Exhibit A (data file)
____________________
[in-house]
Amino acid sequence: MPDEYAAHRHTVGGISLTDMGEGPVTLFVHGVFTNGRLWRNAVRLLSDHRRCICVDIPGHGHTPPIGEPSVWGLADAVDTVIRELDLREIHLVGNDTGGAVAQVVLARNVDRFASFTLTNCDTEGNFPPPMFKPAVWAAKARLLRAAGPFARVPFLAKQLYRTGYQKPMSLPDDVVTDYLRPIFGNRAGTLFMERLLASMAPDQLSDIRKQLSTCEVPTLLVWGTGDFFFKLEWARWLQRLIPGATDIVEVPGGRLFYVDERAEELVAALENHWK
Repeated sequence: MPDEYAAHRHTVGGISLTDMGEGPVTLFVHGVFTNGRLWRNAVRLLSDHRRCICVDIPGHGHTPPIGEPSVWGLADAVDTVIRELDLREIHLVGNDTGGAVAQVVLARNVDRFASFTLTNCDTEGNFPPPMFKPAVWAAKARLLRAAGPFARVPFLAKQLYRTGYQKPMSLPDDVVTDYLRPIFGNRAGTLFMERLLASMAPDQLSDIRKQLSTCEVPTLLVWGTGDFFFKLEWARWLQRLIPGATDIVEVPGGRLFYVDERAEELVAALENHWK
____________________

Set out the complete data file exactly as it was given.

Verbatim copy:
[in-house]
Amino acid sequence: MPDEYAAHRHTVGGISLTDMGEGPVTLFVHGVFTNGRLWRNAVRLLSDHRRCICVDIPGHGHTPPIGEPSVWGLADAVDTVIRELDLREIHLVGNDTGGAVAQVVLARNVDRFASFTLTNCDTEGNFPPPMFKPAVWAAKARLLRAAGPFARVPFLAKQLYRTGYQKPMSLPDDVVTDYLRPIFGNRAGTLFMERLLASMAPDQLSDIRKQLSTCEVPTLLVWGTGDFFFKLEWARWLQRLIPGATDIVEVPGGRLFYVDERAEELVAALENHWK
Repeated sequence: MPDEYAAHRHTVGGISLTDMGEGPVTLFVHGVFTNGRLWRNAVRLLSDHRRCICVDIPGHGHTPPIGEPSVWGLADAVDTVIRELDLREIHLVGNDTGGAVAQVVLARNVDRFASFTLTNCDTEGNFPPPMFKPAVWAAKARLLRAAGPFARVPFLAKQLYRTGYQKPMSLPDDVVTDYLRPIFGNRAGTLFMERLLASMAPDQLSDIRKQLSTCEVPTLLVWGTGDFFFKLEWARWLQRLIPGATDIVEVPGGRLFYVDERAEELVAALENHWK